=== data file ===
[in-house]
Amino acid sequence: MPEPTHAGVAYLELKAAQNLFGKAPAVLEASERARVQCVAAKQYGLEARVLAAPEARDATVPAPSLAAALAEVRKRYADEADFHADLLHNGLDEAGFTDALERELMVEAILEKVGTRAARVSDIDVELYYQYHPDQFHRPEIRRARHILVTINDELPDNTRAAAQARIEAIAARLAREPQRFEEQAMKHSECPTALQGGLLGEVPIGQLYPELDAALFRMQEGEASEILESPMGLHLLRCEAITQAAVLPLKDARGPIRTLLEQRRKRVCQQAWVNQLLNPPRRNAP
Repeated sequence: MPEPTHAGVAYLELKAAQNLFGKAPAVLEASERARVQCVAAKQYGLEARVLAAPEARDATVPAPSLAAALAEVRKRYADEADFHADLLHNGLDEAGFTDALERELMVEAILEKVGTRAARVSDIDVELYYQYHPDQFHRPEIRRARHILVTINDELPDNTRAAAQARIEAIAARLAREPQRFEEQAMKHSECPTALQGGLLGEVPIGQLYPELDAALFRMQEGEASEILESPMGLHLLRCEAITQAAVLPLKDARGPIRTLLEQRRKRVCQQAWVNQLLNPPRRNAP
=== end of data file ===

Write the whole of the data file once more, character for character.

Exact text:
[in-house]
Amino acid sequence: MPEPTHAGVAYLELKAAQNLFGKAPAVLEASERARVQCVAAKQYGLEARVLAAPEARDATVPAPSLAAALAEVRKRYADEADFHADLLHNGLDEAGFTDALERELMVEAILEKVGTRAARVSDIDVELYYQYHPDQFHRPEIRRARHILVTINDELPDNTRAAAQARIEAIAARLAREPQRFEEQAMKHSECPTALQGGLLGEVPIGQLYPELDAALFRMQEGEASEILESPMGLHLLRCEAITQAAVLPLKDARGPIRTLLEQRRKRVCQQAWVNQLLNPPRRNAP
Repeated sequence: MPEPTHAGVAYLELKAAQNLFGKAPAVLEASERARVQCVAAKQYGLEARVLAAPEARDATVPAPSLAAALAEVRKRYADEADFHADLLHNGLDEAGFTDALERELMVEAILEKVGTRAARVSDIDVELYYQYHPDQFHRPEIRRARHILVTINDELPDNTRAAAQARIEAIAARLAREPQRFEEQAMKHSECPTALQGGLLGEVPIGQLYPELDAALFRMQEGEASEILESPMGLHLLRCEAITQAAVLPLKDARGPIRTLLEQRRKRVCQQAWVNQLLNPPRRNAP